Britain’s favorite sports car of the 1960s is up for auction with the sought after straight-six engine and hardtop
The MGB sold over half a million units in its remarkable 18-year production run from 1962 to 1980. Dubbed repeatedly as Britain’s favorite sports car it’s hardly surprising to see why this little gem sparked a variety of vehicles attempting to replicate its success. Lightweight, practical and most importantly easy on the wallet. The Mazda MX-5, among others, potentially owe a nod to the ‘poor man's Aston Martin.’
Originally equipped with the B-Series 1.8-liter unit, the MGC, as featured here in a GAA sale lot, spiced things up a bit for those wanting a more aggressive soundtrack. The 2.9L inline-six was introduced to replace the Austin-Healey 3000 whilst tidying up BMC’s ludicrously broad product range. With 145-horsepower it had an additional 50hp on its biceps compared to the standard MGB. Quite the percentage increase, then.
The tell-tale sign of an MGC is the rather suggestive power bulge in the bonnet, included to cater for the much larger C-Series block. Interestingly, the MGC didn’t receive the press BMC were hoping for, thanks to a substantial weight increase on the front end from the heavier engine. In addition, although it was vaguely meant to represent a replacement to the Healey 3000, at the same time it… well… didn’t. You see, BMC continued to sell the Healey alongside the MGC, while also offering a car that failed somehow to show any significant performance advantage over the standard MGB. Sadly, its fate was set. After just two years, MGC production was discontinued.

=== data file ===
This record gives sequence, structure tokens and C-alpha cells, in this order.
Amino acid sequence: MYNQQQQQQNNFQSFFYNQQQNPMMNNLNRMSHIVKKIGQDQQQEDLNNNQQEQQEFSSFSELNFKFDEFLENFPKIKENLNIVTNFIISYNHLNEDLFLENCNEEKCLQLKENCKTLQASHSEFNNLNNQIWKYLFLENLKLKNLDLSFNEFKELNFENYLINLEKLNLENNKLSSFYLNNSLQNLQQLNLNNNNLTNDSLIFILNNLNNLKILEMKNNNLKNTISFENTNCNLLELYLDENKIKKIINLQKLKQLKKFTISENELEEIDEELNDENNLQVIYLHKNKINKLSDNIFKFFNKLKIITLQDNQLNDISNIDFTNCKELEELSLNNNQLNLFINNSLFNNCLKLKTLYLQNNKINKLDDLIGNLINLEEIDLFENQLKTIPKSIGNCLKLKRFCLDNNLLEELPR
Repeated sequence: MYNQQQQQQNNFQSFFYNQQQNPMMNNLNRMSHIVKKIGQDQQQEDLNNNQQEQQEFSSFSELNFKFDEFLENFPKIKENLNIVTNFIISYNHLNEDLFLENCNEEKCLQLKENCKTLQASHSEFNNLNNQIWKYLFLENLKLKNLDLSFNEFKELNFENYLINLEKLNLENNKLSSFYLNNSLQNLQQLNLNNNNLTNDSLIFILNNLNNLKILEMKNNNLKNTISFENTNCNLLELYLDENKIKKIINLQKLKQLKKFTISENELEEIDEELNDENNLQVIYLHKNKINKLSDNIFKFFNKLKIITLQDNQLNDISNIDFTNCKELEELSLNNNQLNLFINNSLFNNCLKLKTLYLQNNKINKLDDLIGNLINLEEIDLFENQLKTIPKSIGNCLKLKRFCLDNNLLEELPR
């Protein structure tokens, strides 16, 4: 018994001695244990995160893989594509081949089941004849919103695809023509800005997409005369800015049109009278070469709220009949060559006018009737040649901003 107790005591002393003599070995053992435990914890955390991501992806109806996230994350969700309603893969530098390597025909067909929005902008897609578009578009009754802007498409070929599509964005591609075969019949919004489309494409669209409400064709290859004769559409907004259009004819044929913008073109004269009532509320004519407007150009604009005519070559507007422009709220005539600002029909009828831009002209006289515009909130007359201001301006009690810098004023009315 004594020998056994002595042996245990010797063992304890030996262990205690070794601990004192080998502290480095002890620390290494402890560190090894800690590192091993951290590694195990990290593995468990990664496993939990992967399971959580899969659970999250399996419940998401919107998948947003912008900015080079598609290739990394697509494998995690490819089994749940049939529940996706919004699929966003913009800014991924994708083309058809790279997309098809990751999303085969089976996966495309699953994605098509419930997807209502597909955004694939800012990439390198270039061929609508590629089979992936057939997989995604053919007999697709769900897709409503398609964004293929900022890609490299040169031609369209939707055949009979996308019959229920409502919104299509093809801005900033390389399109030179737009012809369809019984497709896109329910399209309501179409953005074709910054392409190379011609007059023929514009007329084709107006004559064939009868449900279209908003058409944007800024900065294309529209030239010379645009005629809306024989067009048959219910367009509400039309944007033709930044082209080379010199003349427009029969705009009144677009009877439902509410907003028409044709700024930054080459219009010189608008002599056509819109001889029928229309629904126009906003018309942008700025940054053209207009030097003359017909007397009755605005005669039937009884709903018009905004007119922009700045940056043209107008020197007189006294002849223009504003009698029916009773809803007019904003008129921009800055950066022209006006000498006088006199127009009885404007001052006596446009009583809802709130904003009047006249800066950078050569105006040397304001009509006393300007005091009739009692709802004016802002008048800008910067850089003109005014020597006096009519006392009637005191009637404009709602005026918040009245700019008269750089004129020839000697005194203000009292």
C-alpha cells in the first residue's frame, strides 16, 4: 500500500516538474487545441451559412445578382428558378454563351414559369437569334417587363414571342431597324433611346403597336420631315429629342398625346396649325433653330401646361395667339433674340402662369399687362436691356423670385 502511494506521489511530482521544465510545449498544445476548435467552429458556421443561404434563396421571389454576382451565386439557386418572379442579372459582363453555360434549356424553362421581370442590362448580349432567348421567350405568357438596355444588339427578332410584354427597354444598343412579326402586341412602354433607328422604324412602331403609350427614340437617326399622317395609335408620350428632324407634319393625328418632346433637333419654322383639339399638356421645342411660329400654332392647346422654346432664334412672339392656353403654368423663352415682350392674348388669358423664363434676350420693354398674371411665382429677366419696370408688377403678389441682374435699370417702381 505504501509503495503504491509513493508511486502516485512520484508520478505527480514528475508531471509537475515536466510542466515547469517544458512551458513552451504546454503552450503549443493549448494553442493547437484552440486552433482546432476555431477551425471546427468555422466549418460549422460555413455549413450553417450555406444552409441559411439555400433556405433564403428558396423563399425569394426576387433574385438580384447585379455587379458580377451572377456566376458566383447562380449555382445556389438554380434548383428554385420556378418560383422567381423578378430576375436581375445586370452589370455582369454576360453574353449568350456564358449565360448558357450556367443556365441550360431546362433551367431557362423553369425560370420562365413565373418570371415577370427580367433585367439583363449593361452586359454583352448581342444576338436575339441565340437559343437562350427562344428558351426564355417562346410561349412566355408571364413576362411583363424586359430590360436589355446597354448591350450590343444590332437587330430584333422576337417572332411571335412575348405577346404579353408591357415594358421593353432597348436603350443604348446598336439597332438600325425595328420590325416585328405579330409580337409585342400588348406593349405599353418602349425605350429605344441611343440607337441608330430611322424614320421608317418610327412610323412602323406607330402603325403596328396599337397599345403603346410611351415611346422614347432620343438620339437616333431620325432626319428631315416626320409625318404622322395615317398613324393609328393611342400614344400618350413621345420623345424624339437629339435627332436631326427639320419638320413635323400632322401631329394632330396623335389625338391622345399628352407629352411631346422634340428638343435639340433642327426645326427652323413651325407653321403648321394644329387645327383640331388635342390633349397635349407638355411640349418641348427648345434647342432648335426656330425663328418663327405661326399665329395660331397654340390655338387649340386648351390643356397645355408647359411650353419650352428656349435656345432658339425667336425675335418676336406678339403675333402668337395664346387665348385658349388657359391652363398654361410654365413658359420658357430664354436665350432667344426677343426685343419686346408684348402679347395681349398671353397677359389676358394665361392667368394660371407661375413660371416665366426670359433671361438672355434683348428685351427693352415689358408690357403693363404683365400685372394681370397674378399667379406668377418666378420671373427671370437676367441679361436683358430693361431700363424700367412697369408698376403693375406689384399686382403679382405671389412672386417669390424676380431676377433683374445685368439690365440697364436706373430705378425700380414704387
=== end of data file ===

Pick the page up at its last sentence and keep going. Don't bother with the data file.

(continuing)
With just 8999 cars produced, of which 4542 were roadsters like the one here, they are a rare sight on North American shores. The example that’s up for auction at GAA has a classical finish of Old English White, set with some period white wall tires and perfected chrome wire wheels. Better still, a rare and sought after hard top is included, allowing for some fantastic road-trips cross country.
Although details are scant, the images speak volumes and suggest a particularly clean example. We certainly fancy taking this fine example around Yosemite this summer, perhaps it’s time to call the bank manager.